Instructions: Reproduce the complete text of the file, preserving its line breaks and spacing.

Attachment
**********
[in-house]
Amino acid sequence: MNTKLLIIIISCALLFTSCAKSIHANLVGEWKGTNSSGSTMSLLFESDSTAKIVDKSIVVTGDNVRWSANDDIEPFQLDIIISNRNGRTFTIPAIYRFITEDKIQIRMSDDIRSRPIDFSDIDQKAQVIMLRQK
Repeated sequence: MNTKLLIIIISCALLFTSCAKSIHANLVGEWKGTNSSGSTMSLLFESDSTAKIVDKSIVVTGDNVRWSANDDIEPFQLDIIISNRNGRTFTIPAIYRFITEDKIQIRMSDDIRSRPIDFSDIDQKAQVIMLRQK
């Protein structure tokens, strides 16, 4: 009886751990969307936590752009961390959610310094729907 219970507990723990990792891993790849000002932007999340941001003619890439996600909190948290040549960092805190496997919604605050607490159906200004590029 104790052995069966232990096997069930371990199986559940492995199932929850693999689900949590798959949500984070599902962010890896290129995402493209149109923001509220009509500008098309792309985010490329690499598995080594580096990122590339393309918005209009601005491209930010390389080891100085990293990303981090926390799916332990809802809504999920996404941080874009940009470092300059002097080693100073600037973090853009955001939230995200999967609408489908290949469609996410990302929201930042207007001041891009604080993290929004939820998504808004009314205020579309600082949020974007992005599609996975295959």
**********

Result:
[in-house]
Amino acid sequence: MNTKLLIIIISCALLFTSCAKSIHANLVGEWKGTNSSGSTMSLLFESDSTAKIVDKSIVVTGDNVRWSANDDIEPFQLDIIISNRNGRTFTIPAIYRFITEDKIQIRMSDDIRSRPIDFSDIDQKAQVIMLRQK
Repeated sequence: MNTKLLIIIISCALLFTSCAKSIHANLVGEWKGTNSSGSTMSLLFESDSTAKIVDKSIVVTGDNVRWSANDDIEPFQLDIIISNRNGRTFTIPAIYRFITEDKIQIRMSDDIRSRPIDFSDIDQKAQVIMLRQK
């Protein structure tokens, strides 16, 4: 009886751990969307936590752009961390959610310094729907 219970507990723990990792891993790849000002932007999340941001003619890439996600909190948290040549960092805190496997919604605050607490159906200004590029 104790052995069966232990096997069930371990199986559940492995199932929850693999689900949590798959949500984070599902962010890896290129995402493209149109923001509220009509500008098309792309985010490329690499598995080594580096990122590339393309918005209009601005491209930010390389080891100085990293990303981090926390799916332990809802809504999920996404941080874009940009470092300059002097080693100073600037973090853009955001939230995200999967609408489908290949469609996410990302929201930042207007001041891009604080993290929004939820998504808004009314205020579309600082949020974007992005599609996975295959």